It is very important that you present your evidence at the right time. For example, if you only mention a particular piece of evidence during your opening statement and the other side is represented by an attorney, the attorney might argue that you never actually presented that evidence because it was only mentioned in your opening statement.

 

How do I get evidence that I know the other side has in its possession?

Discovery is the legal process that allows each side of a lawsuit to ask the other side for information that is related to the case. The discovery process is governed by the Texas Rules of Civil Procedure. These rules say that parties to a case are entitled to any information that is “relevant” to the case as long as it is not “privileged” information. Discovery rules are meant to give fairly broad access to information.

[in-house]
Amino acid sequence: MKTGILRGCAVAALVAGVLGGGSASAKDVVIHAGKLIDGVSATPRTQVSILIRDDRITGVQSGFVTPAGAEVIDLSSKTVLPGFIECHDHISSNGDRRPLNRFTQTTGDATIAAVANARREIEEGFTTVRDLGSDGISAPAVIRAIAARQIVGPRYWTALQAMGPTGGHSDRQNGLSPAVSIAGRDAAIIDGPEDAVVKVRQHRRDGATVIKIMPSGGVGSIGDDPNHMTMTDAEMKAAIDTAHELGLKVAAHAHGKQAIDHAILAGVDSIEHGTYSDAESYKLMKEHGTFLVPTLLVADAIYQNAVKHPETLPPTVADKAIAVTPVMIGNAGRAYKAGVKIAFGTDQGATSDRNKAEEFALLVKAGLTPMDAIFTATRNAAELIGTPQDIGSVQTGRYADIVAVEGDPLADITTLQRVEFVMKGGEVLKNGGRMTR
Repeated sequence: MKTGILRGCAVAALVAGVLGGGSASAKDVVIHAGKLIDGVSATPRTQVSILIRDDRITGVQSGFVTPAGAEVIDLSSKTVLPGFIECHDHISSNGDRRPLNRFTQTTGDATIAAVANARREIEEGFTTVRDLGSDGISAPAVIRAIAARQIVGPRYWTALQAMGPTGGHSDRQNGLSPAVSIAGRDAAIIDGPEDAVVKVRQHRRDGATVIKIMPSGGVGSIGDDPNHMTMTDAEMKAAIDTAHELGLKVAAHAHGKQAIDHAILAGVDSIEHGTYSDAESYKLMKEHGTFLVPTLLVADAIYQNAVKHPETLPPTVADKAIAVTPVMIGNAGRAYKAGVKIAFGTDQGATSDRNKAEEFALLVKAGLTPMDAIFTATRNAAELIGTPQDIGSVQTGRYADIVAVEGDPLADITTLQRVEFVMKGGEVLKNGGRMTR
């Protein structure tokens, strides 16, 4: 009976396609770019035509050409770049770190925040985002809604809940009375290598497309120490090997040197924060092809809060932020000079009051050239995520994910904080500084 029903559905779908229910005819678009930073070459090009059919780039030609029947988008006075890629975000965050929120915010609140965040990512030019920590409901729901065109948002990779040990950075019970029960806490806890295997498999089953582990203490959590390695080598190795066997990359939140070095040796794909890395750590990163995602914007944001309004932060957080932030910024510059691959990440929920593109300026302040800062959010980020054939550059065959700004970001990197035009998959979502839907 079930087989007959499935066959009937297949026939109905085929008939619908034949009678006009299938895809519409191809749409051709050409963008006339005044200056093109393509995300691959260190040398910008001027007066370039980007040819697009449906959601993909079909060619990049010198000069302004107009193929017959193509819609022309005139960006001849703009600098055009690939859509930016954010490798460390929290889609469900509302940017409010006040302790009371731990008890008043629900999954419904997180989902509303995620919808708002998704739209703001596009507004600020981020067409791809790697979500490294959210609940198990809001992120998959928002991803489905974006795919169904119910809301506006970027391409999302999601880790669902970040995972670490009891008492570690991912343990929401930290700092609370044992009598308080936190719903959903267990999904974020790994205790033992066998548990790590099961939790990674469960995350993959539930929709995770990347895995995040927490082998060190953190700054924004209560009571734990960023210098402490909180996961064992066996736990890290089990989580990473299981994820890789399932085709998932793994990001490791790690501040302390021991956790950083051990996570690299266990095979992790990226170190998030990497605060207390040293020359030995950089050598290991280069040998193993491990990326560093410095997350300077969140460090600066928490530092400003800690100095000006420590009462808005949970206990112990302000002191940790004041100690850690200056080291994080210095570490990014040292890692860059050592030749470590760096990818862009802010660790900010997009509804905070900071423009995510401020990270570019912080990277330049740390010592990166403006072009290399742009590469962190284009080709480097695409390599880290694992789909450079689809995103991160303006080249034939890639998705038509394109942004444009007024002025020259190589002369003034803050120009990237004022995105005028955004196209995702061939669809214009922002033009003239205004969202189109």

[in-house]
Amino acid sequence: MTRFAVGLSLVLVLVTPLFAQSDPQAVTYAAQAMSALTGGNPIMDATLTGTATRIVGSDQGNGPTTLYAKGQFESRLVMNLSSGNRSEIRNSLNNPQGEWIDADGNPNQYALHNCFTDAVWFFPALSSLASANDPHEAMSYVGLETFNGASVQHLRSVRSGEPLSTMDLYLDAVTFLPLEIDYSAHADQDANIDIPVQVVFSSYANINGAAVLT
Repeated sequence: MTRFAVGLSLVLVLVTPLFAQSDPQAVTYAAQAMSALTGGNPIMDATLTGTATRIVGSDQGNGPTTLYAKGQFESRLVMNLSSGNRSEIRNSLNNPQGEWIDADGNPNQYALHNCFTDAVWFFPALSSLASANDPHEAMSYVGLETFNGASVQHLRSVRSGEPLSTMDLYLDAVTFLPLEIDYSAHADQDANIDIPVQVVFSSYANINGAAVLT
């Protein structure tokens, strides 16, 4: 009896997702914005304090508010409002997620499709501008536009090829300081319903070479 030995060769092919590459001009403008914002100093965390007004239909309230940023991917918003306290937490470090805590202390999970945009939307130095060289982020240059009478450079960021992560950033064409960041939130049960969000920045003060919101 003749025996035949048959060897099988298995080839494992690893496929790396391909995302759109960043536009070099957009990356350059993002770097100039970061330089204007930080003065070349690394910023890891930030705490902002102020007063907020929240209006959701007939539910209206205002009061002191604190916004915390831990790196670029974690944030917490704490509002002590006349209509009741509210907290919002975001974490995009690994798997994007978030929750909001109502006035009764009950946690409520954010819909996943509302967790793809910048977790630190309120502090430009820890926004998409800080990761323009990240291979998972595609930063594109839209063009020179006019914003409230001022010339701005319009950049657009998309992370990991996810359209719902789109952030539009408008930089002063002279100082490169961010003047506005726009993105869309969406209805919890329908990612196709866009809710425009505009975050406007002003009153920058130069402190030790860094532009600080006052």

For more information about discovery, read Discovery in Texas: Investigate and Prepare for Trial.

 

Can the other side challenge the evidence that I want to present in court?

Yes. An opposing party or their lawyer can challenge evidence the evidence you want admitted by making objections in court.

The judge will respond by either sustaining the objection or or overruling the objection. Sustaining the objection means that the objection is correct and the evidence should be excluded. Overruling the objection means that the evidence will be admitted to the court. If the judge overrules an objection made by the other side, that means that you have permission to discuss your evidence.